“Debra, we love you!” a voice from the nearly 300,000-strong crowd at Tuesday’s “March for Israel” rally in Washington, D.C., cried out as actress Debra Messing began her speech, prompting an “I love you, too,” in response.
“I know you are in pain. I know you are afraid. I know you feel alone and abandoned by people you thought were your friends. I know you feel misunderstood and maligned,” she said. “I know because I do, too.”
Messing, who is Jewish, still urged hope, prompting cheers from the crowd: “Looking out at all of us today, also know that we are not alone because we have each other.”
She described now as a time of testing and said that “a tsunami of hate has crashed down upon us and then a deafening silence. We see clearly now. We see naked, virulent Jew-hatred being disguised as a noble call for liberation. And we reject it.”
Referencing the death of 69-year-old pro-Israel rally-goer Paul Kessler in Los Angeles earlier this month, Messing asked: “What does Israel’s defense in response to a terrorist attack have to do with an elderly Jewish man in California killed for holding an Israeli flag?”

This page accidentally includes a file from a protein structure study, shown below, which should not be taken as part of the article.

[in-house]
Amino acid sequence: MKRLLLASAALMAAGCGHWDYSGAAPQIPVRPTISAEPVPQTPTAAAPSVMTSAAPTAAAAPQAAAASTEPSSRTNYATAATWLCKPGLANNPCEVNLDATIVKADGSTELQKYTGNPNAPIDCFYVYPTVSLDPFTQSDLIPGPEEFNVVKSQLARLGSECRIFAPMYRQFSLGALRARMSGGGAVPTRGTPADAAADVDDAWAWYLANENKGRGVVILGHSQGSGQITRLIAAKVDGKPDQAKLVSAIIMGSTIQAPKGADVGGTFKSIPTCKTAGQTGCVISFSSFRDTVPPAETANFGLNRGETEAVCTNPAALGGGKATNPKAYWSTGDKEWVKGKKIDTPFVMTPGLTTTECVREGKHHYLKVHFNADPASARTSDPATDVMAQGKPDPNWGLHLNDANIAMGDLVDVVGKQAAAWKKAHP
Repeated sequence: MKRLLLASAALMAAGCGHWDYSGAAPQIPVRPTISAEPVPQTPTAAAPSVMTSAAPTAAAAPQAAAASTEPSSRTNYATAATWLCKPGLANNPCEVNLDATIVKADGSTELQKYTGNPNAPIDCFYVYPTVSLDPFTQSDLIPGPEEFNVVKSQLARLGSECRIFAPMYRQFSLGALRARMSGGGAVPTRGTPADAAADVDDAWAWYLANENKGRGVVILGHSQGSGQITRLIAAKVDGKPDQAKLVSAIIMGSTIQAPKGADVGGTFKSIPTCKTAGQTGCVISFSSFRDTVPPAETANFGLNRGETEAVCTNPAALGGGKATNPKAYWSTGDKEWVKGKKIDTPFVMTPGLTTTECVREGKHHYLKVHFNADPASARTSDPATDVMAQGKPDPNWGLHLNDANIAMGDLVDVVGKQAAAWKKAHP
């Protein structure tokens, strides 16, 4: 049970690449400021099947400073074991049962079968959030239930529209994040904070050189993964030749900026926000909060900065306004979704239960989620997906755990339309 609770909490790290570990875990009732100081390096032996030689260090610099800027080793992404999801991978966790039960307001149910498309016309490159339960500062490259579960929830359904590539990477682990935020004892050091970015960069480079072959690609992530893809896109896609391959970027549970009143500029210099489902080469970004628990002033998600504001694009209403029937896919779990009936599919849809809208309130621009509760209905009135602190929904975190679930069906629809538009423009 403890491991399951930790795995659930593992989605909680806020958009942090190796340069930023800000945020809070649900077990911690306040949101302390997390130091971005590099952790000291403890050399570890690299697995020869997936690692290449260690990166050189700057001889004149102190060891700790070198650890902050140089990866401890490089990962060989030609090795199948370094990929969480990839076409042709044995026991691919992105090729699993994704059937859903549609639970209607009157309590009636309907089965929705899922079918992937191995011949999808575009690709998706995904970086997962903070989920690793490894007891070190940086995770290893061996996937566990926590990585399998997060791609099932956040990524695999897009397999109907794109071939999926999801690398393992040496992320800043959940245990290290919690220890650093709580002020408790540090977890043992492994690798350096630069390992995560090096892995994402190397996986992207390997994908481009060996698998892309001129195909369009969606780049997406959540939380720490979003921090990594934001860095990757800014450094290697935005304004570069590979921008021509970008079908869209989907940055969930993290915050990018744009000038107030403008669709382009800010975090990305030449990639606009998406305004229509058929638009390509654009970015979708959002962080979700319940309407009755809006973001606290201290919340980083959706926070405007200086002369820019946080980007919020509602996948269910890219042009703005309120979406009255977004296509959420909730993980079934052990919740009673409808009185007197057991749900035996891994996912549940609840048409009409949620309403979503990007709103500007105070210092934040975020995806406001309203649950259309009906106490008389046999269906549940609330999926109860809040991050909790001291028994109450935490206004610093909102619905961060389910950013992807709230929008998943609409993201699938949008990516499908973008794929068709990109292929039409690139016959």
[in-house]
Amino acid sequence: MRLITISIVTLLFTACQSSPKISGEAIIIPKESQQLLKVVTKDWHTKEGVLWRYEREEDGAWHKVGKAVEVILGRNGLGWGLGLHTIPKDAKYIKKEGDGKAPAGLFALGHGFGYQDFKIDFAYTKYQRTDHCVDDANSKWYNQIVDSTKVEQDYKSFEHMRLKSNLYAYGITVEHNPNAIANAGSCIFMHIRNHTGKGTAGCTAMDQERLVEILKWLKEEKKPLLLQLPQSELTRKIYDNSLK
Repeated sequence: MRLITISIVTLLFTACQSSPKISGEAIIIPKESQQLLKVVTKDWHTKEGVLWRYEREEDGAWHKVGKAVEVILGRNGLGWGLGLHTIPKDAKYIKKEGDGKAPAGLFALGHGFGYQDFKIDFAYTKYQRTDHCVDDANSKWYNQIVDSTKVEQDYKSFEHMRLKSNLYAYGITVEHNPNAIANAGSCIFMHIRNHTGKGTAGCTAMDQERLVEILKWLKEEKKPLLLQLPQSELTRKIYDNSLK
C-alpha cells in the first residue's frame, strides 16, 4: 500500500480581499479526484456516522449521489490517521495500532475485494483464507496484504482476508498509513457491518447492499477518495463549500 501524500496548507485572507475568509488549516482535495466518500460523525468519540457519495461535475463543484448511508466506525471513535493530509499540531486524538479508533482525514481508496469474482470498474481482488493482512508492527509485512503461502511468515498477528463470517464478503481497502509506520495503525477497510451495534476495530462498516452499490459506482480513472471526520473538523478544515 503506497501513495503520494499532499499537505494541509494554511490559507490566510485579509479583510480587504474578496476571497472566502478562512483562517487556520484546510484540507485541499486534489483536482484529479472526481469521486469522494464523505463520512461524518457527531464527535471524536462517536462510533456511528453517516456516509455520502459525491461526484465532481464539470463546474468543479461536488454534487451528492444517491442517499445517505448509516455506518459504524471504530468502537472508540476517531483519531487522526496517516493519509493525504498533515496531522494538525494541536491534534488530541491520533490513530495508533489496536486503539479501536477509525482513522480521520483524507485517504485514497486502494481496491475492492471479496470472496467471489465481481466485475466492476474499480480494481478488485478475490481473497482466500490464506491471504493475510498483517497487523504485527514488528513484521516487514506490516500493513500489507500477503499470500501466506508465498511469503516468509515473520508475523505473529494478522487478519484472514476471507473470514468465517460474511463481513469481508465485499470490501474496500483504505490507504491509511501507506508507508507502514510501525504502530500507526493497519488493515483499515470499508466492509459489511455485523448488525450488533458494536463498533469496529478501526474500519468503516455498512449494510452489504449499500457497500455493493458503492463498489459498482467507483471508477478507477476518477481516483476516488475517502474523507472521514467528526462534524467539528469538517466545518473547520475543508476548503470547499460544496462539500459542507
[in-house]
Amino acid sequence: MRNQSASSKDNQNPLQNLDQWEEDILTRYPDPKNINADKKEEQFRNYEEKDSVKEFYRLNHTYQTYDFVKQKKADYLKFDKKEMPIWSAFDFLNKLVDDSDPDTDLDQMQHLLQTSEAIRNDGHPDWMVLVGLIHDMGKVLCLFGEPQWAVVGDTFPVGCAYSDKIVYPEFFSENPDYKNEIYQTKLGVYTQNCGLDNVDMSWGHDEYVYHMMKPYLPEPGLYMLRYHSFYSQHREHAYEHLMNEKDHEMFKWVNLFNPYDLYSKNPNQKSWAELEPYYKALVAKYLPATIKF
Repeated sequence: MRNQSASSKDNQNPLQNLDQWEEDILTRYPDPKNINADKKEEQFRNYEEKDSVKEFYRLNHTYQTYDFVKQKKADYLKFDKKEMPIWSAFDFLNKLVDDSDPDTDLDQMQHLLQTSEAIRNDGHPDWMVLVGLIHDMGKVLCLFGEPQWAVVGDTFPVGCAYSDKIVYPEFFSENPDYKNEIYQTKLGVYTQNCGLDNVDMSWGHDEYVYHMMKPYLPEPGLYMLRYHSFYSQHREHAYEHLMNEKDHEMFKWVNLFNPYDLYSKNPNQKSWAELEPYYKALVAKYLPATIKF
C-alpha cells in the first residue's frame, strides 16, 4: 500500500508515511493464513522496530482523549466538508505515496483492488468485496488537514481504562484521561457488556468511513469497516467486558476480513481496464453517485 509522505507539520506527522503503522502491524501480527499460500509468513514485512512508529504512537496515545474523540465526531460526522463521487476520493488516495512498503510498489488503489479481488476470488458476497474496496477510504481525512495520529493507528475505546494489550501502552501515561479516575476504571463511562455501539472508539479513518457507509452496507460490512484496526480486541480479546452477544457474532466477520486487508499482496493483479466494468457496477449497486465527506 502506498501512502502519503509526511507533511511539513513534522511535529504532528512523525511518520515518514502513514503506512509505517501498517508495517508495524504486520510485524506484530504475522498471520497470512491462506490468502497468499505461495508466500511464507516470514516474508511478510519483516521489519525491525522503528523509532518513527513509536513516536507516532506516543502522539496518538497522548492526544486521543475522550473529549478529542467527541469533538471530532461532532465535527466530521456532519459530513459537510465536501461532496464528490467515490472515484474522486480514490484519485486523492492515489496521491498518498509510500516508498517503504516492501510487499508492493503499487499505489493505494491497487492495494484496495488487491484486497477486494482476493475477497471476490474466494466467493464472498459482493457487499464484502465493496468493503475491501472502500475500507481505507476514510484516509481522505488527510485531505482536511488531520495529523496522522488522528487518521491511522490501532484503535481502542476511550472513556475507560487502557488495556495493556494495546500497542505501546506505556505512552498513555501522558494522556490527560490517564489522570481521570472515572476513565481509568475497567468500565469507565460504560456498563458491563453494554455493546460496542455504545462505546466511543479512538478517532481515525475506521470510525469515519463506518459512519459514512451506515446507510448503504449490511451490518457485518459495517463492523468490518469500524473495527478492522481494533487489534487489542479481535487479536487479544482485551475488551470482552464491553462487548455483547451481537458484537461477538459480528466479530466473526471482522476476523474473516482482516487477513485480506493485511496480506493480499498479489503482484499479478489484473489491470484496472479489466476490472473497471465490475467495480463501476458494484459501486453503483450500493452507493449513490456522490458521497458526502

Messing declared, “This is madness. This is terrorism. But we will win. We always have. We are strong, resilient and devoted. And we will not lose ourselves. We will worry for our global Jewish family and also hurt for the innocent Palestinians used as human shields by Hamas. We will work to eviscerate Hamas and also pray for a free and flourishing Gaza.”
Organizers told JNS that nearly 300,000 people were estimated to be at the march with another 250,000 tuned in to a livestream.
The hostages kidnapped by Hamas then became a focus of Messing’s speech, as she said: “We will remember and work for the release of the 240 hostages as well as for the safety of the 2.2 million Gazans also held hostage by Hamas. We will pray for the success of the IDF in a war Israel did not start and did not want but a war Israel will win … because we must.”
Chants of “Bring them home!” began as large posters of the kidnapped victims rose from the crowd. Then a brief video was shown about the hostages.
Messing concluded, reminding that “it has been 38 days since the 240 hostages were taken. Mothers, brothers, babies, grandmothers … we cannot allow the world to move on. We must not rest until these families are made whole. We have a number of them here with us today. In solidarity with them. I’d like to ask you to hold up your placards, their faces, for a moment of silence.”